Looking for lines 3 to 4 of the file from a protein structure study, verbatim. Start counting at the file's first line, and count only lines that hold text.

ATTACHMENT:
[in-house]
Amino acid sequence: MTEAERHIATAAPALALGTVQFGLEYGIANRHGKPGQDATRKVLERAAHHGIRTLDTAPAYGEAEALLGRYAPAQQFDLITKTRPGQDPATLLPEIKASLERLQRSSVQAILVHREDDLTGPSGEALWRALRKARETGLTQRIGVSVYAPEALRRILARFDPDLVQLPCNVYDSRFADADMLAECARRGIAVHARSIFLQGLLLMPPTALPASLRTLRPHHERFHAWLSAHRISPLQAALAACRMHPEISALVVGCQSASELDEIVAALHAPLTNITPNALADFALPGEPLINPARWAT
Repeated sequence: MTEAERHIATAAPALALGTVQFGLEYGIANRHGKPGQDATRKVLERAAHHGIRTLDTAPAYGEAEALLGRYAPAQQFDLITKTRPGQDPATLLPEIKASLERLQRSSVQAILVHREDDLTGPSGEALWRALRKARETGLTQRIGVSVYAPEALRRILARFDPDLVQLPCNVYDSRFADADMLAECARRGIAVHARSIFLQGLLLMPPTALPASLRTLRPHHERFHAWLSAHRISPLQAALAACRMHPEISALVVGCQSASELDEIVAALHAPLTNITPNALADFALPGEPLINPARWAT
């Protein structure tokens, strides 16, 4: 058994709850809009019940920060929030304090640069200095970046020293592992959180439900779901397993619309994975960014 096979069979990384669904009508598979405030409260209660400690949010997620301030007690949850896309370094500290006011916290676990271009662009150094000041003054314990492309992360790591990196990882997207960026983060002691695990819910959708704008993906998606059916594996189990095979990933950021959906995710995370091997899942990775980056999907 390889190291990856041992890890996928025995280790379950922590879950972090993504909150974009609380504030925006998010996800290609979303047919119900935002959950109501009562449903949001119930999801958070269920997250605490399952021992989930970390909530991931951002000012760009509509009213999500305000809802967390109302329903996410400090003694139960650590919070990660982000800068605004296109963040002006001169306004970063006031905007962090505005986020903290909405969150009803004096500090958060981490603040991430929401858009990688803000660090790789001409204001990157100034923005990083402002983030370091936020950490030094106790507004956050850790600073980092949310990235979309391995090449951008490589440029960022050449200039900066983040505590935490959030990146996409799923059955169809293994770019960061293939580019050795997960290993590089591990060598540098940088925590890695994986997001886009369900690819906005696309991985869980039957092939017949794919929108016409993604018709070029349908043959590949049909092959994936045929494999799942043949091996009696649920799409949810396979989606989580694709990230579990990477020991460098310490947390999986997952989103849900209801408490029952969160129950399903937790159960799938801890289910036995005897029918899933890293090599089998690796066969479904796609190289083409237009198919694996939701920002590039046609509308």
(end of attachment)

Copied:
Repeated sequence: MTEAERHIATAAPALALGTVQFGLEYGIANRHGKPGQDATRKVLERAAHHGIRTLDTAPAYGEAEALLGRYAPAQQFDLITKTRPGQDPATLLPEIKASLERLQRSSVQAILVHREDDLTGPSGEALWRALRKARETGLTQRIGVSVYAPEALRRILARFDPDLVQLPCNVYDSRFADADMLAECARRGIAVHARSIFLQGLLLMPPTALPASLRTLRPHHERFHAWLSAHRISPLQAALAACRMHPEISALVVGCQSASELDEIVAALHAPLTNITPNALADFALPGEPLINPARWAT
């Protein structure tokens, strides 16, 4: 058994709850809009019940920060929030304090640069200095970046020293592992959180439900779901397993619309994975960014 096979069979990384669904009508598979405030409260209660400690949010997620301030007690949850896309370094500290006011916290676990271009662009150094000041003054314990492309992360790591990196990882997207960026983060002691695990819910959708704008993906998606059916594996189990095979990933950021959906995710995370091997899942990775980056999907 390889190291990856041992890890996928025995280790379950922590879950972090993504909150974009609380504030925006998010996800290609979303047919119900935002959950109501009562449903949001119930999801958070269920997250605490399952021992989930970390909530991931951002000012760009509509009213999500305000809802967390109302329903996410400090003694139960650590919070990660982000800068605004296109963040002006001169306004970063006031905007962090505005986020903290909405969150009803004096500090958060981490603040991430929401858009990688803000660090790789001409204001990157100034923005990083402002983030370091936020950490030094106790507004956050850790600073980092949310990235979309391995090449951008490589440029960022050449200039900066983040505590935490959030990146996409799923059955169809293994770019960061293939580019050795997960290993590089591990060598540098940088925590890695994986997001886009369900690819906005696309991985869980039957092939017949794919929108016409993604018709070029349908043959590949049909092959994936045929494999799942043949091996009696649920799409949810396979989606989580694709990230579990990477020991460098310490947390999986997952989103849900209801408490029952969160129950399903937790159960799938801890289910036995005897029918899933890293090599089998690796066969479904796609190289083409237009198919694996939701920002590039046609509308």